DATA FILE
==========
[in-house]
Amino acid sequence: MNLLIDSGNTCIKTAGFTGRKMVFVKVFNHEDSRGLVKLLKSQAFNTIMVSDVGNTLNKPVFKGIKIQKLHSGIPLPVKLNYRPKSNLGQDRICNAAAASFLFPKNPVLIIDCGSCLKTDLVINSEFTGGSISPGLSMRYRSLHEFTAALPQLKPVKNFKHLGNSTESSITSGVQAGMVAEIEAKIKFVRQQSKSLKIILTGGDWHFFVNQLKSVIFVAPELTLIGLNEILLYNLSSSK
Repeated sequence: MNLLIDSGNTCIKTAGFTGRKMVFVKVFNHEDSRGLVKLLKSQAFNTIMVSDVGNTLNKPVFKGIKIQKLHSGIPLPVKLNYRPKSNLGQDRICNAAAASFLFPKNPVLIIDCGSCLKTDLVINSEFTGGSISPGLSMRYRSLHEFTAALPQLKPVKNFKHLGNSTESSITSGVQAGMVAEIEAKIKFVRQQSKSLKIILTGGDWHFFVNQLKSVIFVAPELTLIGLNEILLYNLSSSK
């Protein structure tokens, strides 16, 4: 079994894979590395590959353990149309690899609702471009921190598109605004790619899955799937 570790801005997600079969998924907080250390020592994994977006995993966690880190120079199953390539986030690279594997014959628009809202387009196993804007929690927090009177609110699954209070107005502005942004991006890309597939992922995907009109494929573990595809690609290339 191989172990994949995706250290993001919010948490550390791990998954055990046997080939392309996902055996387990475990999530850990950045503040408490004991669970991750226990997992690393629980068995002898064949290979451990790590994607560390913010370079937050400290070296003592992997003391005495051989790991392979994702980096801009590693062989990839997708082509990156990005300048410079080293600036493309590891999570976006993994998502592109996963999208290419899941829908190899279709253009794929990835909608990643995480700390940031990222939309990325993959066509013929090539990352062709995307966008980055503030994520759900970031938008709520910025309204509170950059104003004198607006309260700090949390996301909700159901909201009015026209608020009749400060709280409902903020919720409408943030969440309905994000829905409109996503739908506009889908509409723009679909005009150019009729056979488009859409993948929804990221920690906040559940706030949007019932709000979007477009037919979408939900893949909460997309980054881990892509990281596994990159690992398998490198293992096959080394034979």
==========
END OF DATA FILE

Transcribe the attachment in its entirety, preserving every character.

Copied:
[in-house]
Amino acid sequence: MNLLIDSGNTCIKTAGFTGRKMVFVKVFNHEDSRGLVKLLKSQAFNTIMVSDVGNTLNKPVFKGIKIQKLHSGIPLPVKLNYRPKSNLGQDRICNAAAASFLFPKNPVLIIDCGSCLKTDLVINSEFTGGSISPGLSMRYRSLHEFTAALPQLKPVKNFKHLGNSTESSITSGVQAGMVAEIEAKIKFVRQQSKSLKIILTGGDWHFFVNQLKSVIFVAPELTLIGLNEILLYNLSSSK
Repeated sequence: MNLLIDSGNTCIKTAGFTGRKMVFVKVFNHEDSRGLVKLLKSQAFNTIMVSDVGNTLNKPVFKGIKIQKLHSGIPLPVKLNYRPKSNLGQDRICNAAAASFLFPKNPVLIIDCGSCLKTDLVINSEFTGGSISPGLSMRYRSLHEFTAALPQLKPVKNFKHLGNSTESSITSGVQAGMVAEIEAKIKFVRQQSKSLKIILTGGDWHFFVNQLKSVIFVAPELTLIGLNEILLYNLSSSK
């Protein structure tokens, strides 16, 4: 079994894979590395590959353990149309690899609702471009921190598109605004790619899955799937 570790801005997600079969998924907080250390020592994994977006995993966690880190120079199953390539986030690279594997014959628009809202387009196993804007929690927090009177609110699954209070107005502005942004991006890309597939992922995907009109494929573990595809690609290339 191989172990994949995706250290993001919010948490550390791990998954055990046997080939392309996902055996387990475990999530850990950045503040408490004991669970991750226990997992690393629980068995002898064949290979451990790590994607560390913010370079937050400290070296003592992997003391005495051989790991392979994702980096801009590693062989990839997708082509990156990005300048410079080293600036493309590891999570976006993994998502592109996963999208290419899941829908190899279709253009794929990835909608990643995480700390940031990222939309990325993959066509013929090539990352062709995307966008980055503030994520759900970031938008709520910025309204509170950059104003004198607006309260700090949390996301909700159901909201009015026209608020009749400060709280409902903020919720409408943030969440309905994000829905409109996503739908506009889908509409723009679909005009150019009729056979488009859409993948929804990221920690906040559940706030949007019932709000979007477009037919979408939900893949909460997309980054881990892509990281596994990159690992398998490198293992096959080394034979």